Nicholas Watson in Prague -
In its first set of results since the IPO in October, the Central and Eastern European booze maker and distributor Stock Spirits Group said its operating profit rose 7.5% as the market recovered from the methanol poisoning scandal in the Czech Republic and drinkers in the region continued to migrate toward drinking premium locally made brands.
Stock - which was created in 2007 with the backing by Oaktree Capital Management in order to consolidate CEE's leading national producers of spirits and liqueurs - said a major reorganization of its business ahead of the IPO meant net profit fell for the year fell to €8.9m from €26.2m in 2012. But the 2012 figure had been inflated by the disposal of its US business, while the fall in 2013 profit was attributed to costs associated with the IPO and a refinancing of the business. "We got €15.1m of exceptional costs primarily associated with the IPO, the partial refinancing and the corporate restructuring around the IPO, and there was €11.7m of other non-recurring one-off items," says Lesley Jackson, Stock's CFO.
Stripping out those non-recurring, exceptional costs to get a like-for-like comparison gives a 2013 operating profit of €62.8m on revenues that were up 16.4% to €340.5m. Adjusted Ebitda increased 22.3% to €83.7m.
The share price was largely flat on the day at 284.50 pence. The shares were sold in the IPO at 235p a share.
Total volume of spirits sold was up 11.4% to 17.4m of 9-litre cases. This included the launch of several new product lines, including new flavours of Lubelska vodka, Bozkov rum and Stock Prestige vodka. The latter became the group's sixth "millionaire" brand, selling over 1m 9-litre cases in 2013.
The company said the results stood out against a difficult backdrop that included a 15% excise duty in Poland from January 1 and the continued fallout from the methanol poisonings that occurred in 2012 from the Czech illegal alcohol trade, which killed 38 people in the Czech Republic and four in Poland, and led to a temporary ban on the sale and export of all beverages with an alcohol content above 20% volume. "We made a good recovery following the temporary prohibition in late 2012," said the company.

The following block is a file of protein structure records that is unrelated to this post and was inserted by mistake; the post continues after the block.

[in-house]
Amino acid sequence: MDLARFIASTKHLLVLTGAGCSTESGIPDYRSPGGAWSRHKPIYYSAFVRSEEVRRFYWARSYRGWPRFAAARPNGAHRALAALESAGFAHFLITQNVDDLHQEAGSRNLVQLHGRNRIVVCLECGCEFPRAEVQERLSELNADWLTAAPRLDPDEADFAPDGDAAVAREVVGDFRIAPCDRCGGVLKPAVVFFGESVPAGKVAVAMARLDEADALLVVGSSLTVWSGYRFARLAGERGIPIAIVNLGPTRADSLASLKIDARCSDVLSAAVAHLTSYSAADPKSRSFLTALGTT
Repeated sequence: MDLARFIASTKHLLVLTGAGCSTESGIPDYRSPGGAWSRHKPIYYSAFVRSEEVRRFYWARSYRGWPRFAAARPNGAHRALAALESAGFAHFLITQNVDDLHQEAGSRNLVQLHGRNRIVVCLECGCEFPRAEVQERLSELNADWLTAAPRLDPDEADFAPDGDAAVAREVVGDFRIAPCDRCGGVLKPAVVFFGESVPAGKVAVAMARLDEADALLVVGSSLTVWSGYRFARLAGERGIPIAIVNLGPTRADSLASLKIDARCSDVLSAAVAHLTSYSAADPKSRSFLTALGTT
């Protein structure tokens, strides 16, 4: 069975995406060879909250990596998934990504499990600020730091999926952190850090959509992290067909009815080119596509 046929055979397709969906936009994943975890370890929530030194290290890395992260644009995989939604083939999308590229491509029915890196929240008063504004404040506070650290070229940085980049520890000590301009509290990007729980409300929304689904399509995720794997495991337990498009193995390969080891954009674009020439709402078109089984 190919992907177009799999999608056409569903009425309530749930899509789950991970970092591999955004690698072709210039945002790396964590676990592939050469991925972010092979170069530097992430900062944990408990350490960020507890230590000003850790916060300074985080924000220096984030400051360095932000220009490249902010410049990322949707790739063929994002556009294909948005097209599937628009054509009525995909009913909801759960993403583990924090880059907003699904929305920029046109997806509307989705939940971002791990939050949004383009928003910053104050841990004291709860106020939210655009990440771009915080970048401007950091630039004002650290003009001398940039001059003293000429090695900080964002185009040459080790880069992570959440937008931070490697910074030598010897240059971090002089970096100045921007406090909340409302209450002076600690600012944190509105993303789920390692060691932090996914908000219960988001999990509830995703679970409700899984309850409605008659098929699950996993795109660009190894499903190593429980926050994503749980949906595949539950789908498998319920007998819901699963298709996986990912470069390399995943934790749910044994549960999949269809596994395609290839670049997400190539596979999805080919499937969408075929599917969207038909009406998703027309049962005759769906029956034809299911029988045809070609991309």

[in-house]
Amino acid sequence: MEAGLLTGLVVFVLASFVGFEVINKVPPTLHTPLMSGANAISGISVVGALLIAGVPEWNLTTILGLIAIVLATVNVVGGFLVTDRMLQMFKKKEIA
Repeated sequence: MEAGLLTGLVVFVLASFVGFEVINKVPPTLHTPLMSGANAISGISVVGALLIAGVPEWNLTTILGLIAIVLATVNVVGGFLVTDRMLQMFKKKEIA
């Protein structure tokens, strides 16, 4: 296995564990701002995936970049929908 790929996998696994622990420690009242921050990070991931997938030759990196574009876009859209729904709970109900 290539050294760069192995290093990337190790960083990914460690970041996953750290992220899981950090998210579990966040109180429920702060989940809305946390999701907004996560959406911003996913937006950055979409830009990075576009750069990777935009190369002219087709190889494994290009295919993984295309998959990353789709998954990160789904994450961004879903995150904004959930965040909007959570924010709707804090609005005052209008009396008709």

Indeed, the scandal may have actually tempted more Czech consumers away from the illegal alcohol trade (which has deep roots that are entwined with local politics). "Out of this desperately sad event is that new regulations have been introduced into the markets to protect consumers and protect legal producers like ourselves - let's not forget, the crisis was caused by illegal production, not legal," says Jackson.
"There is a premiumization taking places across all our market - they have more disposable income and treat themselves to better quality product," she adds.
Industry players caution how far and fast this process can go. "Certainly the Bozkov product was not implicated in this scandal at all so I can see how their sales might've benefited, though I'm always surprised at how as little as CZK3-4 (10-15 cents) can make the difference in the sales in some parts of the Czech Republic - people are really counting the pennies there," says one industry insider, who declined to be named.
Looking ahead, the company said 2014 has started well, despite the challenges posed by the Polish excise duty increase, and the group is well placed to capitalise on the opportunities available in the CEE region, in which it currently has operations in Italy, Poland, the Czech Republic, Slovakia, Slovenia, Croatia and Bosnia-Herzegovina. "We view the future with confidence," it said.
Though no further acquisitions were unveiled with the results, Jackson said the company has ambitions to expand into other markets that exist "in the corridor between the Baltic Sea right the way down to northern Turkey - anything east of where we are but not going into Russia."
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